US tax puts ‘trade re­fla­tion’ plan back on in­vestors’ radar

The Gulf Today - Business - - 6viewpoint -

NEW YORK: It’s back - at least for one day. The re­fla­tion or Trumpfla­tion, trade that drove fi­nan­cial mar­kets af­ter Don­ald Trump’s sur­prise US pres­i­den­tial elec­tion vic­tory last Novem­ber made a come­back as the un­veil­ing of Trump’s long-promised tax over­haul re­vived bets that mar­kets would ben­e­fit from both faster eco­nomic growth and in­fla­tion.

The tax plan an­nounced by Trump and fel­low Repub­li­can lead­ers would cut the top tax rate for in­di­vid­u­als and cut the cor­po­rate rate, but it of­fered scant de­tails on how to pay for the cuts with­out dra­mat­i­cally driv­ing up the fed­eral deficit.

Stocks and the dol­lar gained on hopes that the lower tax rates would spur faster eco­nomic growth, while bond yields soared on con­cerns tied to in­fla­tion­ary pres­sures stem­ming from more fed­eral bor­row­ing to fi­nance a big­ger gov­ern­ment deficit.

The dol­lar in­dex hit a onemonth high. Wall Street share prices moved closer to their all­time peaks, and the bench­mark 10-year Trea­sury yield rose to its high­est level since early Au­gust. “You are see­ing some op­ti­mism com­ing back into play” in the wake of the tax pro­posal, said Julien Schol­nick, port­fo­lio man­ager at West­ern As­set Man­age­ment Co in Pasadena, Cal­i­for­nia.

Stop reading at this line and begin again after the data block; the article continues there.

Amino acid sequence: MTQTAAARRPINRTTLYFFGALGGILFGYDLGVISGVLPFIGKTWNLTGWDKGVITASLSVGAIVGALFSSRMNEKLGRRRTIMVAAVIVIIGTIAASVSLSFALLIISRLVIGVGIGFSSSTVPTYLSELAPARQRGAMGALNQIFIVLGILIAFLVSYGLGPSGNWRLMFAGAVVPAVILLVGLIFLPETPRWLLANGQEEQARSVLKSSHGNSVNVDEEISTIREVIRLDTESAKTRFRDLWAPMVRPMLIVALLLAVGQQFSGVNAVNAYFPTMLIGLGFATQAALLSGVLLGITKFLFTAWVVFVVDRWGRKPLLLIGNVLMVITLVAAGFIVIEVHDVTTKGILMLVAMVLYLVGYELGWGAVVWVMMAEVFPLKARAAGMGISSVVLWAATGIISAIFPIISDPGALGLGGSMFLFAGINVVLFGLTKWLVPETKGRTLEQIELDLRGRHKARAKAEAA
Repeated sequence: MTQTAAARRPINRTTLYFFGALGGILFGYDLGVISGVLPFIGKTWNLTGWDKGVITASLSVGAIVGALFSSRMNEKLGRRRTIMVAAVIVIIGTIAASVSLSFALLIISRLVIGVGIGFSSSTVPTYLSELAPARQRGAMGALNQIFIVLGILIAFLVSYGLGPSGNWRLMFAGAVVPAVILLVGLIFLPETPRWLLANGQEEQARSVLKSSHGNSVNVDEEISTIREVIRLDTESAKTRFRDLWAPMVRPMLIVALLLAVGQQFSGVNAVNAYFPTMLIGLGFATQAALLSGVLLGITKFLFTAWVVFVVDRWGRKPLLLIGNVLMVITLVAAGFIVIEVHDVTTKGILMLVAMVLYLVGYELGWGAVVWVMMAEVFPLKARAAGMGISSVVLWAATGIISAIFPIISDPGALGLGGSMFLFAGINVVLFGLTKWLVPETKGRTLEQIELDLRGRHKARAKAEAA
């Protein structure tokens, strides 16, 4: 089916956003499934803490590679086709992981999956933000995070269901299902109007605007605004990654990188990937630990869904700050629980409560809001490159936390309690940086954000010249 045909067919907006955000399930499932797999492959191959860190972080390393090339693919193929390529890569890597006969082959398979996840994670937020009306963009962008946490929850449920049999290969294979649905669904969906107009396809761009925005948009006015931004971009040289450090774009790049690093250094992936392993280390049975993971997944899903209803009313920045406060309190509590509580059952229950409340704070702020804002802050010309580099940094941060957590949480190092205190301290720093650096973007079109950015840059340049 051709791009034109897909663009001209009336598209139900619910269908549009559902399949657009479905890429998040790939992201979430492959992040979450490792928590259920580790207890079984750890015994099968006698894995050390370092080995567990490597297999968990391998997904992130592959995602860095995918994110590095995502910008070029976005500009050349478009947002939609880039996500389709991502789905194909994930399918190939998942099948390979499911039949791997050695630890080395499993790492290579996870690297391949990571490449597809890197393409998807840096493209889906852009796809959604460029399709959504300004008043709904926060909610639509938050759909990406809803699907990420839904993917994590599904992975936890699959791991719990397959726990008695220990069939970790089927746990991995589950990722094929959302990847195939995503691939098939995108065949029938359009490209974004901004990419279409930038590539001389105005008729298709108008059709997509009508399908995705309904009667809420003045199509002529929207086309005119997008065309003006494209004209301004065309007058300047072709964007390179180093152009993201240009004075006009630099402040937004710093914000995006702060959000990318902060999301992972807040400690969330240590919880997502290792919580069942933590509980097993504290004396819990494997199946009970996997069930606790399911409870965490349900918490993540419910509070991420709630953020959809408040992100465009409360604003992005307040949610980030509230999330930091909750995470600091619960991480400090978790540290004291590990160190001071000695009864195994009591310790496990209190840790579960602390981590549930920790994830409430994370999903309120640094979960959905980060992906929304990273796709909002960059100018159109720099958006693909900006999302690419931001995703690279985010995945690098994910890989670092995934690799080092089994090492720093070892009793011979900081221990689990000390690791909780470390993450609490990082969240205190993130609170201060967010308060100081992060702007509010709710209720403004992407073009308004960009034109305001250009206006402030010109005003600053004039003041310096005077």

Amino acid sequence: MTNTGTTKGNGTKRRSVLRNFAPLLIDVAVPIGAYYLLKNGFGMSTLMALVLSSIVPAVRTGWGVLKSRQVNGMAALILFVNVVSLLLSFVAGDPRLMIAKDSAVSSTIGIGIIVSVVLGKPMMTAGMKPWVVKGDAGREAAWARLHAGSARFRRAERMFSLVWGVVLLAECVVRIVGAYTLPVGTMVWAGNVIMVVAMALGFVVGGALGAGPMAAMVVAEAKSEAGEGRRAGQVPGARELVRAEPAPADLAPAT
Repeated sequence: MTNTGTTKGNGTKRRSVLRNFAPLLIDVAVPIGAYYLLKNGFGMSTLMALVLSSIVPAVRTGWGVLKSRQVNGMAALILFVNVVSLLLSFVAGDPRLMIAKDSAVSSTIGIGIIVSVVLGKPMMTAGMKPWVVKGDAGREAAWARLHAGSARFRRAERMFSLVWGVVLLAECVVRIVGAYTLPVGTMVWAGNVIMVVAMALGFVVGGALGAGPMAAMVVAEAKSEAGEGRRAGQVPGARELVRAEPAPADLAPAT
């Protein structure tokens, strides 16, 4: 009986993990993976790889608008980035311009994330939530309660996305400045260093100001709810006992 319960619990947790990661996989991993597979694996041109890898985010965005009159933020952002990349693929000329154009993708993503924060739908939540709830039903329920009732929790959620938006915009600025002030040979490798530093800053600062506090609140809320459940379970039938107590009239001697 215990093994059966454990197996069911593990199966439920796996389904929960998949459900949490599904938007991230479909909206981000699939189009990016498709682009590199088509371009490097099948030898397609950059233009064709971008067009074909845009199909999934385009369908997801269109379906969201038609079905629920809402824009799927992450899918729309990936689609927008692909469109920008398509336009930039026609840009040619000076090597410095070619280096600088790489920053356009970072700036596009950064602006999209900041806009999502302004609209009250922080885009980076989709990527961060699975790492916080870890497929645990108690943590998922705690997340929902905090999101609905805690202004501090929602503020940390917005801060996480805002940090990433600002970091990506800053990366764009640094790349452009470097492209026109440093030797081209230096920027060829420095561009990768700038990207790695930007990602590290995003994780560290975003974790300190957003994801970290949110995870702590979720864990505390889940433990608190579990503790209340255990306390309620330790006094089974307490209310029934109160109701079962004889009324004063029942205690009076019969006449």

And Em­manuel Cau, ex­ec­u­tive di­rec­tor of global eq­uity strat­egy at JP Mor­gan & Co in Lon­don, said the re­fla­tion trade was back.

“Clearly thereís a sen­sa­tion that the re­fla­tion trade is com­ing back on the agenda,” Cau said. “Most of our po­si­tion­ing is based on a re­fla­tion trade hap­pen­ing again.”

But the un­cer­tainty cloud­ing the tax pro­posal’s prospects could re­sult in the re­fla­tion trade fad­ing al­most as quickly as it reap­peared. Democrats, who were not con­sulted in draft­ing the pro­posal, are hos­tile to it and Repub­li­cans are di­vided over it.

“It’s a very long wish list,” said Kristina Hooper, global mar­ket strate­gist at In­vesco in New York. “This will likely be pared down a lot be­fore it comes to fruition.”

Wall Street’s ma­jor in­dexes pared ini­tial gains on Wed­nes­day when traders saw few specifics on the tax pro­posal af­ter it was an­nounced. (Full Story)

“We’re not hold­ing our breath on to­day’s tax plan...prompt­ing mar­kets to se­ri­ously reprice US re­fla­tion prospects,” said Vi­raj Pa­tel, ING cur­rency strate­gist in Lon­don.

In ad­di­tion, there were sug­ges­tions that Wed­nes­day’s mar­ket trends were as much a re­sult of other fac­tors.

Some in­vestors said hints by Fed­eral Re­serve Chair Janet Yellen on Tues­day of fur­ther in­ter­est rate in­creases - even as in­fla­tion has been stuck below the Fed’s 2 per­cent goal - were at least as re­spon­si­ble as the tax pro­posal for driv­ing up the dol­lar and US bond yields.

“Yellen gave a speech that was more hawk­ish than they had ex­pected. They didn’t want to get be­hind the curve,” said Schol­nick of West­ern As­set Man­age­ment.

While the dol­lar, bond yields and stock prices may press higher in the short run, that trend may end up sim­ply be­ing a re­ver­sal of po­si­tions tied to ex­cess pes­simism about the econ­omy, an­a­lysts said.

That said, in­fra­struc­ture spend­ing and the loos­en­ing of reg­u­la­tions, par­tic­u­larly on bank­ing, were the two other driv­ers of the re­fla­tion trade, Schol­nick said, not­ing: “They have been pushed much fur­ther out into the fu­ture.”

Mean­while, the dol­lar pulled back on Thurs­day, hav­ing risen along with bond yields af­ter Pres­i­dent Don­ald Trump pro­posed the big­gest shake-up of the U.S. tax sys­tem in three decades and data bol­stered calls for another Fed rate hike this year.

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